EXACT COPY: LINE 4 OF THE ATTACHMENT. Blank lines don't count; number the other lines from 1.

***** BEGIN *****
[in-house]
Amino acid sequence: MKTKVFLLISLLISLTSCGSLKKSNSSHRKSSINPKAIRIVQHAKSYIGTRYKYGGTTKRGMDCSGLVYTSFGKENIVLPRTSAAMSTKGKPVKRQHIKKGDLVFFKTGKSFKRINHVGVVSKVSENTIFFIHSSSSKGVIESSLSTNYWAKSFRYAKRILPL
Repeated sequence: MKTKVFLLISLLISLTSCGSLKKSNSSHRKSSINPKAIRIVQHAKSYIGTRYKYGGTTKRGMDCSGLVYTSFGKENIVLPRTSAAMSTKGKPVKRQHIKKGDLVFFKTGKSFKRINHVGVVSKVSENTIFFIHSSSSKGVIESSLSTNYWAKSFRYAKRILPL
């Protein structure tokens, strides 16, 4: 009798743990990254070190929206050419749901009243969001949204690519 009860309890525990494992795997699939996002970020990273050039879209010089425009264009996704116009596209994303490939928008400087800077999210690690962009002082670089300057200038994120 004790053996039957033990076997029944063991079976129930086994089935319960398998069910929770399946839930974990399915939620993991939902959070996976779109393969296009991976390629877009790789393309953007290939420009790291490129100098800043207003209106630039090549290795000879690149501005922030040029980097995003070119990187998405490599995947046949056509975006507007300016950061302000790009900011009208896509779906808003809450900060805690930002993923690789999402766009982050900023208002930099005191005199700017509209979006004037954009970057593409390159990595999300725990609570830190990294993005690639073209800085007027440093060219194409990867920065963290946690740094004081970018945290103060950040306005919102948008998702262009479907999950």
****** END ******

């Protein structure tokens, strides 16, 4: 009798743990990254070190929206050419749901009243969001949204690519 009860309890525990494992795997699939996002970020990273050039879209010089425009264009996704116009596209994303490939928008400087800077999210690690962009002082670089300057200038994120 004790053996039957033990076997029944063991079976129930086994089935319960398998069910929770399946839930974990399915939620993991939902959070996976779109393969296009991976390629877009790789393309953007290939420009790291490129100098800043207003209106630039090549290795000879690149501005922030040029980097995003070119990187998405490599995947046949056509975006507007300016950061302000790009900011009208896509779906808003809450900060805690930002993923690789999402766009982050900023208002930099005191005199700017509209979006004037954009970057593409390159990595999300725990609570830190990294993005690639073209800085007027440093060219194409990867920065963290946690740094004081970018945290103060950040306005919102948008998702262009479907999950």